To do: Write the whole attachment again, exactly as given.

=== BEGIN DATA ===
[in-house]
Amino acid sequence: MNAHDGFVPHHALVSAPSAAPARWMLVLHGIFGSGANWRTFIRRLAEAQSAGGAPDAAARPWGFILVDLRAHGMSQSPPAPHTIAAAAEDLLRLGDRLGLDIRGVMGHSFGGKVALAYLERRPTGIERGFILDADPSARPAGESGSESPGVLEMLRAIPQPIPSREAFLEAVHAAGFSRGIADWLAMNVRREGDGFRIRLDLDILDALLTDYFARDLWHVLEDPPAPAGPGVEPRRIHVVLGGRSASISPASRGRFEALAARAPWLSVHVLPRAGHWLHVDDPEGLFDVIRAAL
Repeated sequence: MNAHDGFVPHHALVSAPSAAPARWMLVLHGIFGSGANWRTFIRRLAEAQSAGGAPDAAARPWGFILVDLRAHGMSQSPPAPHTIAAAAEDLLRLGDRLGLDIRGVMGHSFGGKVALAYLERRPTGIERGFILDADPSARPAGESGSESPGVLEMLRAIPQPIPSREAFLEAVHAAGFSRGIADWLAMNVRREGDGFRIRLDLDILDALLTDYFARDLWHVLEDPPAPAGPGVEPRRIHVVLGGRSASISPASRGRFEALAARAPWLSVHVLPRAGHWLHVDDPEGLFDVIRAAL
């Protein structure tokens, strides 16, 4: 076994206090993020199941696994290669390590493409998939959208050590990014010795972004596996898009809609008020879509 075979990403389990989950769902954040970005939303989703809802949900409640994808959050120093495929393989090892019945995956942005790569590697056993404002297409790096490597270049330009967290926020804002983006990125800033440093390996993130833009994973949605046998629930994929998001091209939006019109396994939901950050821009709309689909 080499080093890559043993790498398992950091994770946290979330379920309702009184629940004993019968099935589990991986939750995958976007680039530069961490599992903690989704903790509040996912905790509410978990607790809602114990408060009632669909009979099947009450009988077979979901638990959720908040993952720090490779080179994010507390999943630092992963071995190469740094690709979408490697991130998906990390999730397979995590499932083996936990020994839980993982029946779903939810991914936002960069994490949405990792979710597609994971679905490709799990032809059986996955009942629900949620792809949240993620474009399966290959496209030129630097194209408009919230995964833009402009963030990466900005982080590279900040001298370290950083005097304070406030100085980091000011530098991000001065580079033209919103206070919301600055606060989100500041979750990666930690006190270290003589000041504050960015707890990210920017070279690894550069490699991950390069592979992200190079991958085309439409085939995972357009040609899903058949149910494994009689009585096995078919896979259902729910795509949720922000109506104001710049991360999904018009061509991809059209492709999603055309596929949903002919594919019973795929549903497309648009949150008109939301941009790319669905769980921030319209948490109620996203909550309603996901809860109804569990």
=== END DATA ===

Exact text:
[in-house]
Amino acid sequence: MNAHDGFVPHHALVSAPSAAPARWMLVLHGIFGSGANWRTFIRRLAEAQSAGGAPDAAARPWGFILVDLRAHGMSQSPPAPHTIAAAAEDLLRLGDRLGLDIRGVMGHSFGGKVALAYLERRPTGIERGFILDADPSARPAGESGSESPGVLEMLRAIPQPIPSREAFLEAVHAAGFSRGIADWLAMNVRREGDGFRIRLDLDILDALLTDYFARDLWHVLEDPPAPAGPGVEPRRIHVVLGGRSASISPASRGRFEALAARAPWLSVHVLPRAGHWLHVDDPEGLFDVIRAAL
Repeated sequence: MNAHDGFVPHHALVSAPSAAPARWMLVLHGIFGSGANWRTFIRRLAEAQSAGGAPDAAARPWGFILVDLRAHGMSQSPPAPHTIAAAAEDLLRLGDRLGLDIRGVMGHSFGGKVALAYLERRPTGIERGFILDADPSARPAGESGSESPGVLEMLRAIPQPIPSREAFLEAVHAAGFSRGIADWLAMNVRREGDGFRIRLDLDILDALLTDYFARDLWHVLEDPPAPAGPGVEPRRIHVVLGGRSASISPASRGRFEALAARAPWLSVHVLPRAGHWLHVDDPEGLFDVIRAAL
């Protein structure tokens, strides 16, 4: 076994206090993020199941696994290669390590493409998939959208050590990014010795972004596996898009809609008020879509 075979990403389990989950769902954040970005939303989703809802949900409640994808959050120093495929393989090892019945995956942005790569590697056993404002297409790096490597270049330009967290926020804002983006990125800033440093390996993130833009994973949605046998629930994929998001091209939006019109396994939901950050821009709309689909 080499080093890559043993790498398992950091994770946290979330379920309702009184629940004993019968099935589990991986939750995958976007680039530069961490599992903690989704903790509040996912905790509410978990607790809602114990408060009632669909009979099947009450009988077979979901638990959720908040993952720090490779080179994010507390999943630092992963071995190469740094690709979408490697991130998906990390999730397979995590499932083996936990020994839980993982029946779903939810991914936002960069994490949405990792979710597609994971679905490709799990032809059986996955009942629900949620792809949240993620474009399966290959496209030129630097194209408009919230995964833009402009963030990466900005982080590279900040001298370290950083005097304070406030100085980091000011530098991000001065580079033209919103206070919301600055606060989100500041979750990666930690006190270290003589000041504050960015707890990210920017070279690894550069490699991950390069592979992200190079991958085309439409085939995972357009040609899903058949149910494994009689009585096995078919896979259902729910795509949720922000109506104001710049991360999904018009061509991809059209492709999603055309596929949903002919594919019973795929549903497309648009949150008109939301941009790319669905769980921030319209948490109620996203909550309603996901809860109804569990």